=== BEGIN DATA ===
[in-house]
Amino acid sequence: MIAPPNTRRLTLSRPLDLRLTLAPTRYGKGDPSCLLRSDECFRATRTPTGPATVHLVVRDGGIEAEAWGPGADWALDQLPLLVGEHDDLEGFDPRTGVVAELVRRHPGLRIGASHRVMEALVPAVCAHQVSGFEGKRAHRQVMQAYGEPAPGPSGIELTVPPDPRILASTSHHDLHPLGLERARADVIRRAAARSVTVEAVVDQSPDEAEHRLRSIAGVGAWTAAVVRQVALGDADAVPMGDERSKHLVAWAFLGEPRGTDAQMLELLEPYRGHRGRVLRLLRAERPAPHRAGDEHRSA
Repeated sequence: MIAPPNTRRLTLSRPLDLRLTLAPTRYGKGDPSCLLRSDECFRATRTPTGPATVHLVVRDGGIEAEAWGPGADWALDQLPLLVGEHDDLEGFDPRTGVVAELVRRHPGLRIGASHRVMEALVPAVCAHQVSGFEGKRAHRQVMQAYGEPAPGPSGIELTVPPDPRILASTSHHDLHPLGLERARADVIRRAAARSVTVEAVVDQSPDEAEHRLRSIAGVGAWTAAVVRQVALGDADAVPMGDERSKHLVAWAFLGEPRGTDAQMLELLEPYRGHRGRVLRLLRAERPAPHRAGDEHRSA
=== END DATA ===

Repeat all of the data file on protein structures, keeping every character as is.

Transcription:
[in-house]
Amino acid sequence: MIAPPNTRRLTLSRPLDLRLTLAPTRYGKGDPSCLLRSDECFRATRTPTGPATVHLVVRDGGIEAEAWGPGADWALDQLPLLVGEHDDLEGFDPRTGVVAELVRRHPGLRIGASHRVMEALVPAVCAHQVSGFEGKRAHRQVMQAYGEPAPGPSGIELTVPPDPRILASTSHHDLHPLGLERARADVIRRAAARSVTVEAVVDQSPDEAEHRLRSIAGVGAWTAAVVRQVALGDADAVPMGDERSKHLVAWAFLGEPRGTDAQMLELLEPYRGHRGRVLRLLRAERPAPHRAGDEHRSA
Repeated sequence: MIAPPNTRRLTLSRPLDLRLTLAPTRYGKGDPSCLLRSDECFRATRTPTGPATVHLVVRDGGIEAEAWGPGADWALDQLPLLVGEHDDLEGFDPRTGVVAELVRRHPGLRIGASHRVMEALVPAVCAHQVSGFEGKRAHRQVMQAYGEPAPGPSGIELTVPPDPRILASTSHHDLHPLGLERARADVIRRAAARSVTVEAVVDQSPDEAEHRLRSIAGVGAWTAAVVRQVALGDADAVPMGDERSKHLVAWAFLGEPRGTDAQMLELLEPYRGHRGRVLRLLRAERPAPHRAGDEHRSA